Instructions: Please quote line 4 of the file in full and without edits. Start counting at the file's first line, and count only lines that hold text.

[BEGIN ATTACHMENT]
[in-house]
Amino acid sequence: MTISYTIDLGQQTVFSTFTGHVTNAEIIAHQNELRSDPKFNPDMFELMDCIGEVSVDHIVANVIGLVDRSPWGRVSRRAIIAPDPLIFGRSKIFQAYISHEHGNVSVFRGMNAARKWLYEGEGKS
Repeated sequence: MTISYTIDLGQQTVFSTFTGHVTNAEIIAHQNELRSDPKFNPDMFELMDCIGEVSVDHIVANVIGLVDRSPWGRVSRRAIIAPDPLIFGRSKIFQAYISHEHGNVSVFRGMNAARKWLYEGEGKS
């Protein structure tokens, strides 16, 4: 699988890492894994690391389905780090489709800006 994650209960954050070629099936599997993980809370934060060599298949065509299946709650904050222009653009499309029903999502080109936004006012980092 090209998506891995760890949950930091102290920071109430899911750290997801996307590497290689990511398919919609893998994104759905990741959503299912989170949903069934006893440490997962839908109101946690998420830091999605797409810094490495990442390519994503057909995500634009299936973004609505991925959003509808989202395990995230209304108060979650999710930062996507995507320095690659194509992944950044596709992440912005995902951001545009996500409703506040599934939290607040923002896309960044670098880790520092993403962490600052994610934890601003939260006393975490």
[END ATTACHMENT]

């Protein structure tokens, strides 16, 4: 699988890492894994690391389905780090489709800006 994650209960954050070629099936599997993980809370934060060599298949065509299946709650904050222009653009499309029903999502080109936004006012980092 090209998506891995760890949950930091102290920071109430899911750290997801996307590497290689990511398919919609893998994104759905990741959503299912989170949903069934006893440490997962839908109101946690998420830091999605797409810094490495990442390519994503057909995500634009299936973004609505991925959003509808989202395990995230209304108060979650999710930062996507995507320095690659194509992944950044596709992440912005995902951001545009996500409703506040599934939290607040923002896309960044670098880790520092993403962490600052994610934890601003939260006393975490």